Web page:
Diagnostic Performance of Plasma DNA Methylation Profiles in Lung Cancer, Pulmonary Fibrosis and COPD.

Wielscher M, Vierlinger K, Kegler U, Ziesche R, Gsur A, Weinhäusel A - EBioMedicine (2015)

Overview of cfDNA analysis. (A) Log2-transformed amount of cfDNA per ml serum/plasma is shown. Error bars indicate standard deviation of the mean. (B) The colored strings represent the cfDNAs. Those with CH3 groups represent methylated DNA, the purple strings demonstrate cfDNA from healthy tissue (purple) and lung cancer (red), respectively.cfDNA processing workflow: Each reaction was based on one serum sample (400 μl). During enzymatic digestion, methylation protected the methylated cfDNA strings which then served as templates for targeted amplification (Pre-amp). One multiplexed preamplification was performed per sample using 96 primer pairs as indicated by different colors. Amplification results are shown in black color. Specific methylation markers were detected by individual qPCR reactions. The lower panel shows the prediction and resampling approach (see Method section). (C) Fisher discriminant analysis was performed using the top 30 markers subsequently, the data were projected to 2 most informative projection directions (discriminant scores). The plot shows separation of patient samples based on the transformed data, which may be interpreted similar to a Principal Component Analysis. (D) ROC-curve analysis shows quality of separation of each analyzed disease versus healthy controls.
© Copyright Policy - CC BY-NC-ND
Related In: Results  -  Collection

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getmorefigures.php?uid=PMC4563135&req=5

f0010: Overview of cfDNA analysis. (A) Log2-transformed amount of cfDNA per ml serum/plasma is shown. Error bars indicate standard deviation of the mean. (B) The colored strings represent the cfDNAs. Those with CH3 groups represent methylated DNA, the purple strings demonstrate cfDNA from healthy tissue (purple) and lung cancer (red), respectively.cfDNA processing workflow: Each reaction was based on one serum sample (400 μl). During enzymatic digestion, methylation protected the methylated cfDNA strings which then served as templates for targeted amplification (Pre-amp). One multiplexed preamplification was performed per sample using 96 primer pairs as indicated by different colors. Amplification results are shown in black color. Specific methylation markers were detected by individual qPCR reactions. The lower panel shows the prediction and resampling approach (see Method section). (C) Fisher discriminant analysis was performed using the top 30 markers subsequently, the data were projected to 2 most informative projection directions (discriminant scores). The plot shows separation of patient samples based on the transformed data, which may be interpreted similar to a Principal Component Analysis. (D) ROC-curve analysis shows quality of separation of each analyzed disease versus healthy controls.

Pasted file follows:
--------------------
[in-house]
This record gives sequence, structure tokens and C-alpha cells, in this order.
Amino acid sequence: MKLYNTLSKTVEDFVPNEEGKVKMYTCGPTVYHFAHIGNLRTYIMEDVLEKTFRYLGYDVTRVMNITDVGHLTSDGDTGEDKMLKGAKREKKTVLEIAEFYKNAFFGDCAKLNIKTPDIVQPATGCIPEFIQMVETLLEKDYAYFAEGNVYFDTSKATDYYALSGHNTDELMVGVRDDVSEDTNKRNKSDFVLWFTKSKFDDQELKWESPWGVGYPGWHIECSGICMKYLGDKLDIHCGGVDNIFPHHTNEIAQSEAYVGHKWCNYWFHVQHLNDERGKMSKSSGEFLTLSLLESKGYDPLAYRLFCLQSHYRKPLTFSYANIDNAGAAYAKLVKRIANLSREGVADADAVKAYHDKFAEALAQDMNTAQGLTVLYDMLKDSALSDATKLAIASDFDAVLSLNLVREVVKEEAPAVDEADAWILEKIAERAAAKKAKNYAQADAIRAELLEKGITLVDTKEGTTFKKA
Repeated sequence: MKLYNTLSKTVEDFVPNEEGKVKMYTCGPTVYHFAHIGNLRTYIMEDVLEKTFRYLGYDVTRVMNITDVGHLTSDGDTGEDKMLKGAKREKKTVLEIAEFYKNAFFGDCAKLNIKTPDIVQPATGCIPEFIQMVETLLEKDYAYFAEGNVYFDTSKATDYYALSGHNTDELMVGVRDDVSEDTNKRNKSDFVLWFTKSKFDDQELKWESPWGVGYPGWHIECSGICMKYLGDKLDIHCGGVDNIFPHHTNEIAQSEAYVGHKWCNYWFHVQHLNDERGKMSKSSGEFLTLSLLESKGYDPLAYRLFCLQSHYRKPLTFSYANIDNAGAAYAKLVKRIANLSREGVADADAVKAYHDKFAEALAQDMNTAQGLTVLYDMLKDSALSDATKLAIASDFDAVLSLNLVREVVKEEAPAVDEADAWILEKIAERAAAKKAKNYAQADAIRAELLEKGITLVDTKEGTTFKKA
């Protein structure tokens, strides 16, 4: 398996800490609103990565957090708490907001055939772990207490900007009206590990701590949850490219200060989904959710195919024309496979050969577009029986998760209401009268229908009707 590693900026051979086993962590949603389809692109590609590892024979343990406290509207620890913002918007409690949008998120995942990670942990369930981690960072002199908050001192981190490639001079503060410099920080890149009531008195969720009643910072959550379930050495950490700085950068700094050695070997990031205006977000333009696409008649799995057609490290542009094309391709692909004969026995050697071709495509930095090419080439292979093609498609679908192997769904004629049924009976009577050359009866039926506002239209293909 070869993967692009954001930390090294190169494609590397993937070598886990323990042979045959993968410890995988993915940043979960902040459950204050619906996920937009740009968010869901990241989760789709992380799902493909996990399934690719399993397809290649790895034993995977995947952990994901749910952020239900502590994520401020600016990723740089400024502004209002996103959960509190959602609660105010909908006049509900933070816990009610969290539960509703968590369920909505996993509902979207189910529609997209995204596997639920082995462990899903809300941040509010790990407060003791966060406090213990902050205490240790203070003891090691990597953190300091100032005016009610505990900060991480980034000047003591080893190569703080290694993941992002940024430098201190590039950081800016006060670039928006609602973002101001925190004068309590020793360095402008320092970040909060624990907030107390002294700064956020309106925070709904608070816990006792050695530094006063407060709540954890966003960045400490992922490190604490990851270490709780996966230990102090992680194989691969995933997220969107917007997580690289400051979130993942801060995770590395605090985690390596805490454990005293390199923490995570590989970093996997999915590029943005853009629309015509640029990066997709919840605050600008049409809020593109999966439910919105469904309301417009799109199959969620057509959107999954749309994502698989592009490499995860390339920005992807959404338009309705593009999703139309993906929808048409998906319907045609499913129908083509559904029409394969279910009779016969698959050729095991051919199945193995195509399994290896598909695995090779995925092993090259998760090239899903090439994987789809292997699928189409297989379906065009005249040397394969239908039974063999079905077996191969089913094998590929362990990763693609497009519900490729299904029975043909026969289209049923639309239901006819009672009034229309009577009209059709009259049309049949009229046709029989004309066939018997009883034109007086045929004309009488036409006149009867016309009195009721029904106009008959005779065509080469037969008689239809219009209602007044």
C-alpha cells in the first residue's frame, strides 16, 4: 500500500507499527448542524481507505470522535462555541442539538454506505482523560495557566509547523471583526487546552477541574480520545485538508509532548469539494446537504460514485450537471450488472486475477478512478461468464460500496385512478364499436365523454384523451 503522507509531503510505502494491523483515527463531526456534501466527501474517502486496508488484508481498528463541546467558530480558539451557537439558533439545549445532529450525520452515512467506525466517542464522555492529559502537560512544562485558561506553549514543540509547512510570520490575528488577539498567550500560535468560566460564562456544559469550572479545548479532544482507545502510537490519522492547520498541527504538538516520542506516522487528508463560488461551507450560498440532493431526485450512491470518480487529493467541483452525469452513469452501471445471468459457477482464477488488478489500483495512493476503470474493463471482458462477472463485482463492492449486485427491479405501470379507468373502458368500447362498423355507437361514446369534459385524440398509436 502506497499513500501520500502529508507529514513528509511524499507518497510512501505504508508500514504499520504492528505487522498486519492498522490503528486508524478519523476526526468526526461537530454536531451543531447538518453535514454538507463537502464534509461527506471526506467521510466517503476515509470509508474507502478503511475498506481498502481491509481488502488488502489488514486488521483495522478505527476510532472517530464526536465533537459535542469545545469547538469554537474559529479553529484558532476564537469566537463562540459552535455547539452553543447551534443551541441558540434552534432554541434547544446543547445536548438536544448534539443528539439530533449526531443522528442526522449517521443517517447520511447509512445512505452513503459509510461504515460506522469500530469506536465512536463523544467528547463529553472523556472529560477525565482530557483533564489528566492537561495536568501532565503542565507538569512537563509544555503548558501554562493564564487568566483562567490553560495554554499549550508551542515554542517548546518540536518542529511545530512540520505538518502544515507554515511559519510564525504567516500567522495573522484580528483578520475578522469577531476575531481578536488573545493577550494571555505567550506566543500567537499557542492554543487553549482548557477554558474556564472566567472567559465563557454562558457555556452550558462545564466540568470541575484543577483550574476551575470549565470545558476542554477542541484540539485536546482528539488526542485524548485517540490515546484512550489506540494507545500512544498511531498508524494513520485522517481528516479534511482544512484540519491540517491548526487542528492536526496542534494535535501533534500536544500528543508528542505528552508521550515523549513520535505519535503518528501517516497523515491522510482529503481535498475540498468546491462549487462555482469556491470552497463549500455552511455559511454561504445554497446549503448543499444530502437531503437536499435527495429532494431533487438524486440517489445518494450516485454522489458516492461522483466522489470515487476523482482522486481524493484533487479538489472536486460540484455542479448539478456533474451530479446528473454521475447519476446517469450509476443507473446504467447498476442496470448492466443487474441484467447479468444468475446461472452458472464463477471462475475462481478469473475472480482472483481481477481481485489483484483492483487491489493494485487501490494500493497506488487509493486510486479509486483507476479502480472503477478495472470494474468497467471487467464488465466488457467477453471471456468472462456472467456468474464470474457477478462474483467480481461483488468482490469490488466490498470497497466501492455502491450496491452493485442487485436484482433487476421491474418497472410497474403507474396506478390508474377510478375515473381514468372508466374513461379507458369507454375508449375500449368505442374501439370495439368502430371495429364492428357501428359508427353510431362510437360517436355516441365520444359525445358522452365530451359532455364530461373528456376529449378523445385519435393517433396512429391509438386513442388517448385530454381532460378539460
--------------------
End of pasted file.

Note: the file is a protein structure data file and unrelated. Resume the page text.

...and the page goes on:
Mentions: All samples representing cancer, idiopathic pulmonary fibrosis (IPF; limited and advanced UIP), fibrotic non-specific interstitial pneumonia (NSIP), and COPD (GOLD grade 3) showed a significant difference regarding cfDNA concentrations compared to healthy controls (Fig. 2A and Supplemental Table S4). No difference was detected between serum and plasma samples (Supplemental Fig. S5). As previously shown, the highest amount of cfDNA was observed in lung cancer patients. cfDNA amounts in cancer increased by factor 2.8 to 35.6 ng/ml (95%CI: 29.05–43.23) for TNM stages I and II and 47.4 ng/ml (95%CI: 30.79–63.28), respectively, for TNM stages III and IV when compared to normal.

Bottom Line: Disease-specific alterations of the cell-free DNA methylation status are frequently found in serum samples and are currently considered to be suitable biomarkers.The results were confirmed using an independent sample set (n = 46) by use of the four top markers discovered in the study (HOXD10, PAX9, PTPRN2, and STAG3) yielding an AUC of 0.85 (95%CI: 0.72-0.95).This technique was capable of distinguishing interrelated complex pulmonary diseases suggesting that multiplexed MSRE enrichment might be useful for simple and reliable diagnosis of diverse multifactorial disease states.

View Article: PubMed Central - PubMed

Affiliation: AIT - Austrian Institute of Technology, Health & Environment Department, Molecular Diagnostics Unit, Muthgasse 11/2, 1190 Vienna, Austria.

ABSTRACT
Disease-specific alterations of the cell-free DNA methylation status are frequently found in serum samples and are currently considered to be suitable biomarkers. Candidate markers were identified by bisulfite conversion-based genome-wide methylation screening of lung tissue from lung cancer, fibrotic ILD, and COPD. cfDNA from 400 μl serum (n = 204) served to test the diagnostic performance of these markers. Following methylation-sensitive restriction enzyme digestion and enrichment of methylated DNA via targeted amplification (multiplexed MSRE enrichment), a total of 96 markers were addressed by highly parallel qPCR. Lung cancer was efficiently separated from non-cancer and controls with a sensitivity of 87.8%, (95%CI: 0.67-0.97) and specificity 90.2%, (95%CI: 0.65-0.98). Cancer was distinguished from ILD with a specificity of 88%, (95%CI: 0.57-1), and COPD from cancer with a specificity of 88% (95%CI: 0.64-0.97). Separation of ILD from COPD and controls was possible with a sensitivity of 63.1% (95%CI: 0.4-0.78) and a specificity of 70% (95%CI: 0.54-0.81). The results were confirmed using an independent sample set (n = 46) by use of the four top markers discovered in the study (HOXD10, PAX9, PTPRN2, and STAG3) yielding an AUC of 0.85 (95%CI: 0.72-0.95). This technique was capable of distinguishing interrelated complex pulmonary diseases suggesting that multiplexed MSRE enrichment might be useful for simple and reliable diagnosis of diverse multifactorial disease states.

No MeSH data available.


Related in: MedlinePlus